In the midst of a licensing negotiation, the two companies are at odds over fees for use of patented technology. Nokia wants the European courts to decide
Just when Qualcomm's lengthy legal docket began clearing up, Nokia stepped in with a sizable addition. On Mar. 19, the world's largest cell-phone maker filed complaints against Qualcomm in Germany and the Netherlands. The aim: barring Qualcomm from enforcing patents concerning some Nokia (NOK) phones sold in the European Union.
The filings came just days after cell-phone chipmakers Qualcomm (QCOM) and Broadcom (BRCM) on Mar. 16 agreed to dismiss a flurry of claims and counterclaims alleging infringement of six Broadcom patents and four Qualcomm patents, as well as misappropriation of trade secrets. One of the cases was due to go to trial on Mar. 19.
Just as Qualcomm shows its willingness to set aside patent disputes with one competitor, Nokia wants to keep up pressure amid its own licensing negotiations with Qualcomm. A part of the companies' agreement is due to expire on Apr. 9, and Nokia could choose to extend it through 2008.
Long Fight Ahead
Nokia's beef is that Qualcomm's royalty rates—in the neighborhood of 5%—are too high. Indeed, many other companies charge half as much. "These agreements tend to last a decade or more," says Lawrence Harris, an analyst with Oppenheimer & Co. "This is [Nokia's] time to make a stand." Qualcomm says its wireless technologies, already used in some 25% of the world's cell phones, are worth every penny.
The two companies are well down the patent dispute path. In October, 2005, Nokia and four other companies, including Broadcom and chipmaker Texas Instruments (TXN), called on the European Commission to investigate what they say are anticompetitive practices by Qualcomm. The commission has yet to decide whether to undertake an in-depth investigation. Nokia and Qualcomm also have several ongoing patent-infringement and -licensing disputes in the U.S. and Europe. The newest complaints "are a confirmation that we should not expect a settlement between Nokia and Qualcomm before the April deadline," says Cody Acree, an analyst with Stifel Nicolaus. "They really are at an impasse."
And the legal battles between Qualcomm and Nokia may only be beginning. "When a licensing agreement expires, it would be common to see a lot of lawsuits filed soon after," says Smith Brittingham, an attorney specializing in intellectual property at Finnegan Henderson. "There's often a rush to the courthouse. Parties will often keep piling suits on one another in order to make it worth while for them to settle." Essentially, when the agreement expires, both parties could claim that the other is infringing on their intellectual property.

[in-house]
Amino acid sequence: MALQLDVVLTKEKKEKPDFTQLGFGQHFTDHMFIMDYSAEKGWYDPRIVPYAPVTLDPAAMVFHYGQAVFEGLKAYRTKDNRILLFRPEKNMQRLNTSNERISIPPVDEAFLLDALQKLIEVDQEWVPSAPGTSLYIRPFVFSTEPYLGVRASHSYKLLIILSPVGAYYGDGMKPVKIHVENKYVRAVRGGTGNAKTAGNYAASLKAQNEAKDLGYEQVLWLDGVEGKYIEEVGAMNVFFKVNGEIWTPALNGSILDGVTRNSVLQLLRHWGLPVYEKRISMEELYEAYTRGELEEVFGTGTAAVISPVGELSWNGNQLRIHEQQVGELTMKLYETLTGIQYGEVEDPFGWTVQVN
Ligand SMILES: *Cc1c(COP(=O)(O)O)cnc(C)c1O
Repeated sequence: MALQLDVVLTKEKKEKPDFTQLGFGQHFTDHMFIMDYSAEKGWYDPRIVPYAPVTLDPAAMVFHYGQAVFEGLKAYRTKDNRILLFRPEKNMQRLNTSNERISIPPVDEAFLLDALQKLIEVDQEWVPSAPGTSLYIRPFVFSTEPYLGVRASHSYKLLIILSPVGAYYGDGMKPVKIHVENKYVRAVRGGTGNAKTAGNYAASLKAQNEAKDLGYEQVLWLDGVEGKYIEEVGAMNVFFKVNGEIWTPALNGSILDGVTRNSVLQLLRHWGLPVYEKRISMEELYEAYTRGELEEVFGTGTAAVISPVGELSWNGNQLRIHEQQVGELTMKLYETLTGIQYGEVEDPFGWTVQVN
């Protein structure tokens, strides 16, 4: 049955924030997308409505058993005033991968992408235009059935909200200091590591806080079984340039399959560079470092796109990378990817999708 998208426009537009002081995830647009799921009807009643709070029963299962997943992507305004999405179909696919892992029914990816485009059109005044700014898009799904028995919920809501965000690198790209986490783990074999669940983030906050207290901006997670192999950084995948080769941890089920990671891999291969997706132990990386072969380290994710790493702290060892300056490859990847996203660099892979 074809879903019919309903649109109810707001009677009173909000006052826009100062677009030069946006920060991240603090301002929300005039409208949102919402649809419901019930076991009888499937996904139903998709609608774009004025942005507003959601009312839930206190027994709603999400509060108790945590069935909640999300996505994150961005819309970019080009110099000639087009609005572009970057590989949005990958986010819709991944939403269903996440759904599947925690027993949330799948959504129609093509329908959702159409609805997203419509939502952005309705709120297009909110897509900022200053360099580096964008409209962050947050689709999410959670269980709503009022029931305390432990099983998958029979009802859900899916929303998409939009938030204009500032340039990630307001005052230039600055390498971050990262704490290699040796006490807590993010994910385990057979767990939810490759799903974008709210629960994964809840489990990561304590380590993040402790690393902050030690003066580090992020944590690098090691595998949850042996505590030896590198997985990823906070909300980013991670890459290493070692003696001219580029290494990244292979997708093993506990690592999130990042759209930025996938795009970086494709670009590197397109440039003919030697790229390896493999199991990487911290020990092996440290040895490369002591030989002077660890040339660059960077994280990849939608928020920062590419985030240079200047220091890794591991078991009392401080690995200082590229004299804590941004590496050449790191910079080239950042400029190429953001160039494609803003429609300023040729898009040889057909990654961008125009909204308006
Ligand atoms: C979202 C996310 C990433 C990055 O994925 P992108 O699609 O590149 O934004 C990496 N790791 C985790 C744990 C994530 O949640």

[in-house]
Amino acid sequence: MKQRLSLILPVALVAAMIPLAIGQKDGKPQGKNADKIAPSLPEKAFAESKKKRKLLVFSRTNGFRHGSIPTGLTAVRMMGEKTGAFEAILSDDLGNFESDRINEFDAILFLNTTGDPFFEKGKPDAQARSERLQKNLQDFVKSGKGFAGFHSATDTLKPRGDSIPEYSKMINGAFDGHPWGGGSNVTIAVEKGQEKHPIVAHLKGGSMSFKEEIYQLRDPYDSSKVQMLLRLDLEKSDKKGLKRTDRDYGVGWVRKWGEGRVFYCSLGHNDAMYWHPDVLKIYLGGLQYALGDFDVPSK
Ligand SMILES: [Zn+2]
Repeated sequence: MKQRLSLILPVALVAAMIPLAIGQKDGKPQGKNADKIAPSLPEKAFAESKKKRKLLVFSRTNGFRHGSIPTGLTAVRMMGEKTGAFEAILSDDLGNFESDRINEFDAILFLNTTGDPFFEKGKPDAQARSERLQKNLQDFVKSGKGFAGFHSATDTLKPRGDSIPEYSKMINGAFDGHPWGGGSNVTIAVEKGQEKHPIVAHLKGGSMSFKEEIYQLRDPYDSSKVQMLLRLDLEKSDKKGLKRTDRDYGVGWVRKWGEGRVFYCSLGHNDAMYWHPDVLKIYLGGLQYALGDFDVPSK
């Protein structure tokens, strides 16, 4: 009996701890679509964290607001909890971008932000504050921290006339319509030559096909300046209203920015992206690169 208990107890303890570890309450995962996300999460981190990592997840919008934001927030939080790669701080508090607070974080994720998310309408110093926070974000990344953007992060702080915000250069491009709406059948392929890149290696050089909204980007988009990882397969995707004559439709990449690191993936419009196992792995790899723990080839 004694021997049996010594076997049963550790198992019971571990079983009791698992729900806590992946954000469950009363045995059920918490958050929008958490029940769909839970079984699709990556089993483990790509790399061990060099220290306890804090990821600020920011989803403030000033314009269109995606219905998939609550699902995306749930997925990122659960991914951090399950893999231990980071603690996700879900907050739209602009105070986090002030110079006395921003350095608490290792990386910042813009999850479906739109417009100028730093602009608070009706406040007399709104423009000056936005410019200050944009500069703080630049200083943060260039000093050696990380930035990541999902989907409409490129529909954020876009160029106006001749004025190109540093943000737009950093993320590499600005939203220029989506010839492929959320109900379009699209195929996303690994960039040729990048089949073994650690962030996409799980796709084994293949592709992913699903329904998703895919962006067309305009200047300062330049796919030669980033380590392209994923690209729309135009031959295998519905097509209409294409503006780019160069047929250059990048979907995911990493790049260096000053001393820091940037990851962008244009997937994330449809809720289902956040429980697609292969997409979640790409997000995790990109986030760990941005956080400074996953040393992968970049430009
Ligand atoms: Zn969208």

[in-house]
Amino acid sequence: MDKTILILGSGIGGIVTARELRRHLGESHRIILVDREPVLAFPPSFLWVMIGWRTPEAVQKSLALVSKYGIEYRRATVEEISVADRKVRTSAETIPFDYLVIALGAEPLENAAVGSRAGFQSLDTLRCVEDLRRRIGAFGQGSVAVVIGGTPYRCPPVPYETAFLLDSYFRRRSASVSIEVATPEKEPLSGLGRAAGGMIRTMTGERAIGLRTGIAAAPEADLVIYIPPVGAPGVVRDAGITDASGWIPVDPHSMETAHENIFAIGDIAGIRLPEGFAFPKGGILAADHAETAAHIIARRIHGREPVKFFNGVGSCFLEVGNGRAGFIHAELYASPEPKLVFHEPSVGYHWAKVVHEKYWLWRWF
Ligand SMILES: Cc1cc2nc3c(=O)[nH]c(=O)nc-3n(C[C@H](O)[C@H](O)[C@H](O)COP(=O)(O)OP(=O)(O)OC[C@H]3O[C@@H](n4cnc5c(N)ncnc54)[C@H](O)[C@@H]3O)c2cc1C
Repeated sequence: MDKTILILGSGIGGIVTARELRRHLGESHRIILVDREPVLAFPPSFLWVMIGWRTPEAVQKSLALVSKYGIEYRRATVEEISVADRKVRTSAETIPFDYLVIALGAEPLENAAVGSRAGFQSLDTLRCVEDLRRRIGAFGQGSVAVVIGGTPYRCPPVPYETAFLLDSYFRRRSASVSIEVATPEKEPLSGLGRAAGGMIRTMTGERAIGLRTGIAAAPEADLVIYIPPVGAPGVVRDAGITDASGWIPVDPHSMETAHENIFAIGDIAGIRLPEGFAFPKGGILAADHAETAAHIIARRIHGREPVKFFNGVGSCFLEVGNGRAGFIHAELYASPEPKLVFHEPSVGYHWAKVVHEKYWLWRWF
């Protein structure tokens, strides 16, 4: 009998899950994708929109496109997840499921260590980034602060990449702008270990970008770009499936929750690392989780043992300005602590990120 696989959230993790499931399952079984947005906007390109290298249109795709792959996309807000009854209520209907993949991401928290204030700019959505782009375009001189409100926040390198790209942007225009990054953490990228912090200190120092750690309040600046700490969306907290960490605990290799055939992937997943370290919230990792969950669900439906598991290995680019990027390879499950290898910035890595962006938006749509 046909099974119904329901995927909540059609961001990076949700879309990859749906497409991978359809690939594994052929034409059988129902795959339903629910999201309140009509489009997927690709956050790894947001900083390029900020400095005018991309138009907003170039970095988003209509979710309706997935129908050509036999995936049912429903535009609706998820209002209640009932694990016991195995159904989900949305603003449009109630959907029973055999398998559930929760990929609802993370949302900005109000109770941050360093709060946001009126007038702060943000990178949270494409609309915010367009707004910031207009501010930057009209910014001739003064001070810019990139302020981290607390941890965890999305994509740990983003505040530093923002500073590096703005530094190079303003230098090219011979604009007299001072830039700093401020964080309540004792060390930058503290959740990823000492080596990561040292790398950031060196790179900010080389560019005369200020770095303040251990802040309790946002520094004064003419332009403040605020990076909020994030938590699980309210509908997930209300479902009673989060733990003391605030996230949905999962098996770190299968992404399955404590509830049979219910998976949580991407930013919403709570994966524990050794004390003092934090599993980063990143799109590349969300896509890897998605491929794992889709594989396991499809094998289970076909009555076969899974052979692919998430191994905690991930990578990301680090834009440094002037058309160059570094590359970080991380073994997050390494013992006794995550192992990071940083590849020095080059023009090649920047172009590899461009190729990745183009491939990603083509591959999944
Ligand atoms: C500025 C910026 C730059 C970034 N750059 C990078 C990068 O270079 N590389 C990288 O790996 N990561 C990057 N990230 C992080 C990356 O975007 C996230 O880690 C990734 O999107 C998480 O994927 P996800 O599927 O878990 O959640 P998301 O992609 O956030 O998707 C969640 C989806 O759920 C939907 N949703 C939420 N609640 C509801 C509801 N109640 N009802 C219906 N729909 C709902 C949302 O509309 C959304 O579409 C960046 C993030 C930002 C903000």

The stakes are high for both parties. Nokia is the leader in cell phones based on GSM (global system for mobile telecommunications) technology, which is dominant in Europe and used by Cingular/AT&T (T), the biggest U.S. mobile-phone-service provider. Qualcomm holds patents on a rival technology.
The problem for Nokia is that GSM is gradually giving way to a more advanced technology, known as wideband CDMA, or WCDMA—on which Qualcomm does hold patents. As Nokia makes more WCDMA phones and needs to cough up bigger royalty payments, the healthy operating margins in its handset business, now around 18%, are likely to narrow by several percentage points, Harris says.
Enter the lawyers. Nokia wants the Regional Court of Mannheim in Germany and The Hague District Court in the Netherlands to declare Qualcomm's European patents "exhausted" with respect to products on the European Union market. It argues that it shouldn't have to pay royalties for using chips it buys from vendor Texas Instruments, because TI already pays royalties to Qualcomm (the two companies entered into a cross-licensing agreement in 2000). Nokia's case rides on the terms of the Qualcomm-TI deal, details of which are not public.
If Nokia wins, Qualcomm could lose lots of revenue. Indeed, should Nokia opt to play hardball by not renewing its contract, the impact would be felt much sooner, analysts say. In that event, quarterly earnings in the period that ends in September could fall by 4¢ to 6¢ a share. On Mar. 13, Qualcomm forecast profit of 42¢ to 44¢ a share in the second quarter.
For Qualcomm, legal bills are another cause for concern. In December, Qualcomm cautioned that profit wouldn't meet its previous forecast in part due to mounting legal bills (see BusinessWeek.com, 12/22/06, "Legal Costs Hit Qualcomm's Bottom Line").
Nokia's not the only legal thorn in Qualcomm's side either. Though Broadcom and Qualcomm set aside some differences, plenty of other disputes rage on. The International Trade Commission, which in December found Qualcomm guilty of infringing one Broadcom patent, will hold a hearing Mar. 21 and 22 to determine what the remedy should be (see BusinessWeek.com, 10/11/06, "Qualcomm's Temporary Reprieve"). Other battles with Broadcom include an allegation that Qualcomm infringes on patents for baseband chips, which enable connectivity within mobile phones. That case is due to go to trial on May 1.